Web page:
4. ‘Getting to zero’ will radically change the development mission. Every success in the fight to end poverty makes the remaining task a little harder: the ‘last poor’ will be the hardest to reach. The Panel must challenge development organisations to explain how they will react as the ‘geography of poverty’ shifts to fragile states, or unstable regions of otherwise prosperous countries, where results will not come easily. It should also provide a platform to the g7+, a group which represents some of the world’s most fragile countries, to tell the international community what help they need to build societies able to deliver better lives to their citizens.
  5. But emphasise the opportunities too. Many African countries are beginning to surf a demographic wave, as growing numbers of young people enter the workforce and dependency ratios fall. During the global economic crisis, many of them maintained high growth even as the rest of the world slowed down. Their future looks hopeful – as long as they are connected to global markets, and as long as national institutions are strong enough to generate jobs, and support inclusive and sustainable growth.
  6. Rather than a grand design, aim for a loose family of SDGs. The Sustainable Energy for All initiative has shown the potential for sustainability goals to be developed by a disparate alliance of actors who have the will and the capacity to implement them. Instead of attempting to build a rigid SDG framework, you should explore the potential for building on this foundation, with different partnerships all bringing their own approach to achieving significant improvements in one or more aspects of sustainability.
  7. Provide space for innovation. The world is changing rapidly, but the international system moves at glacial pace. Provocative questions are needed to open up space for new thinking and approaches. What will a post-2015 framework do for the half of the world’s people who will be under 30 in 2015, for instance? What can be done to help the world’s towns and cities provide decent lives for a billion additional residents between 2015 and 2030? How will poverty reduction evolve in a world where we have the name, address and mobile phone number of growing numbers of poor families? And what types of partnership can deliver impact in a world where governments often hold only few of the cards?
  8. Get people arguing about concrete options as soon as possible. The international system is capable of debating vague generalities for the next two years, without ever bringing to the surface important areas of disagreement. Even if, as a Panel, you don’t find the definitive answer for what a post-2015 framework should look like, you will have made a huge contribution if you move quickly to define the choices the world faces, set out the benefits, costs, and risks of each option, and catalyse a genuine global debate.

The goal of ending absolute poverty is within reach for the first time. With skill and luck, you can prise open the space to begin building a new consensus on development that lasts for the long term. You will be at the forefront of helping the world seize these opportunities. We cannot imagine a more significant political legacy. We wish you luck in your endeavour.

Beyond the MDGs – our new Brookings Institution paper

In posts over the last couple of weeks, David and I have been previewing some of the ideas set out in a paper we did for the Brookings Institution in advance of a Chatham House rule seminar held for the US government. The full paper’s now been published, and can be downloaded here. Here’s an excerpt from the summary:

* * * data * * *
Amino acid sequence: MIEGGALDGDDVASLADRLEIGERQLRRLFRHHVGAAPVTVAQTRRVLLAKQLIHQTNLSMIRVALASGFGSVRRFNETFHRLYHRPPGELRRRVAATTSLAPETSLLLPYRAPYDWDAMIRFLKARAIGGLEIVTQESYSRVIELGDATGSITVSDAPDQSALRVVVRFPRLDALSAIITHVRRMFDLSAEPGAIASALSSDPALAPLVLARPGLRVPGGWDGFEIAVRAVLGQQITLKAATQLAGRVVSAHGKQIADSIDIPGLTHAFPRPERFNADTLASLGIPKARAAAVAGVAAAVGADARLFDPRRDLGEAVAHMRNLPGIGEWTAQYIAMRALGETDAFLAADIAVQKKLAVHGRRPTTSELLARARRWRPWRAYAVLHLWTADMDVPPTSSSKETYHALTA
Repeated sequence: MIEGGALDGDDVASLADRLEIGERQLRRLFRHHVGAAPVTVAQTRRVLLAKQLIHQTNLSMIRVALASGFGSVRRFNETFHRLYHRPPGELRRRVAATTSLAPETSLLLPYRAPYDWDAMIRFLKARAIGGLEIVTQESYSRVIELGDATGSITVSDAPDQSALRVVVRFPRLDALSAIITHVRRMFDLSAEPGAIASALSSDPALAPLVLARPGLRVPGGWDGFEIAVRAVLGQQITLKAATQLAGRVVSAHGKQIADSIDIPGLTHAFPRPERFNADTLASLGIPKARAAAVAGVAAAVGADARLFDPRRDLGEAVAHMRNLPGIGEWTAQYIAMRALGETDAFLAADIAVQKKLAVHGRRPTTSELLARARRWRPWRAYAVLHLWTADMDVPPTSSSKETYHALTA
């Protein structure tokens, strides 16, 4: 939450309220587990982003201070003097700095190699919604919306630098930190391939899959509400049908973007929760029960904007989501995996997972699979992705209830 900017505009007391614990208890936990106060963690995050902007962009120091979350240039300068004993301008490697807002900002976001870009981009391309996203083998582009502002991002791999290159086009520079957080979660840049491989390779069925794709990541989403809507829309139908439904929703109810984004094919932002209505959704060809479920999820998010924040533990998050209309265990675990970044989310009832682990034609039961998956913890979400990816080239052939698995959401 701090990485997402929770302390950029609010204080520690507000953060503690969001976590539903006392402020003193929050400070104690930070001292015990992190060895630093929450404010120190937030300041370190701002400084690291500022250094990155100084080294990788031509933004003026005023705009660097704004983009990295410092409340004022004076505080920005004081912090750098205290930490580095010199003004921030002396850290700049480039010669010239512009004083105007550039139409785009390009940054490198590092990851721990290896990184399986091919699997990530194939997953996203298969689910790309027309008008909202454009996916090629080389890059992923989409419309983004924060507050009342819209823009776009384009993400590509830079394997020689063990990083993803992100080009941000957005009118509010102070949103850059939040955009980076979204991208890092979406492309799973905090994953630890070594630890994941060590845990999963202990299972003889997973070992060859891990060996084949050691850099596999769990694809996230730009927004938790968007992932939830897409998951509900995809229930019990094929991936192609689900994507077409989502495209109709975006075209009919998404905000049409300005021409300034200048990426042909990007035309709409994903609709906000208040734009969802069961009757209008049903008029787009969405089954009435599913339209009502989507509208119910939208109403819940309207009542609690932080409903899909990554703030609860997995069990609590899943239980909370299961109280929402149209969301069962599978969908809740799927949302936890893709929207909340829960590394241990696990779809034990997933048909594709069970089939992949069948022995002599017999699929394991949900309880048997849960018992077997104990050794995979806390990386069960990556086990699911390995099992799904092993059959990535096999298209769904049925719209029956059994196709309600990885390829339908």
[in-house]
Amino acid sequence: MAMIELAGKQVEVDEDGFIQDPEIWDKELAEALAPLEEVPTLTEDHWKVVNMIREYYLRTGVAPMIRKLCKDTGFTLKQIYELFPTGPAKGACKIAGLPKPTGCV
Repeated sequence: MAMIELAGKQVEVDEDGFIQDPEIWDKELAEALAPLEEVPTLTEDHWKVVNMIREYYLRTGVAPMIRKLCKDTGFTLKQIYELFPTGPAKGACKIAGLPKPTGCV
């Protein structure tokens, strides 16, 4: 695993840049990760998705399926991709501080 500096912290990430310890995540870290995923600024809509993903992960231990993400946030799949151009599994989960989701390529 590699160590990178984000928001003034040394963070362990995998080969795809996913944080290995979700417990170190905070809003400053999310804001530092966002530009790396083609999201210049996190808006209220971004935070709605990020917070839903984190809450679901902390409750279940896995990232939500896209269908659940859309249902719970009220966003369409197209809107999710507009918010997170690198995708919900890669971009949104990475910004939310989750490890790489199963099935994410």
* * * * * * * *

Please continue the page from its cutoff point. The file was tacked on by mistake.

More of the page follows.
For governments and international organizations, the politics of agreeing an effective post-2015 framework are likely to prove extremely difficult. Deep disagreements are likely to surface between developed, emerging, and developing countries, while continued economic turmoil will distract leaders’ attention from longer-term challenges. Early rhetoric on the SDGs has set the bar for success unfeasibly high, and sustained media criticism can be expected when it proves impossible to deliver against this standard.

Many governments will adopt a low profile, but there is considerable space for a leading country, or group of countries, to act early to ‘shape the debate’ on what should and can be delivered after 2015.

While enthusiasm for the idea of SDGs has so far crowded out discussion of goals focused more specifically on poverty reduction, this agenda may well only play a niche role after Rio+20, given the political obstacles to adoption of a universal, comprehensive and binding set of goals for sustainable development.

The UN’s new Energy for All goals, however, have shown the potential for creative approaches that are developed outside traditional inter-governmental negotiations and that bring together governments, the private sector, and civil society. This may provide a model for the development of a loose family of similar goals.

At the same time, a commitment to end absolute poverty would make an inspiring, and politically attractive, headline target for 2030. Fundamental work is needed to explore the feasibility of this goal, analyzing the ‘geography of poverty’ after 2015 and determining the most effective ways of making a difference to the lives of world’s most vulnerable people.

The immediate priority is to set out in more concrete terms options for the design of post-2015 goals, forcing all key actors to confront the benefits and costs of each option. This can be used to catalyze the formation of a ‘guiding coalition’ with the energy and political will needed to win agreement for the preferred option.

Beyond the Millennium Development Goals

Debate on what should follow the Millennium Development Goals after 2015 is now underway in earnest. This briefing paper by Alex Evans and David Steven, prepared for a closed session Brookings Institution meeting organised at the request of the US government, sets out an overview of the MDGs and their expected status in 2015; describes the background to, and options for, a post-2015 framework; and discusses the political challenges of agreeing a new framework and sets out considerations for governments and other stakeholders. (April 2012)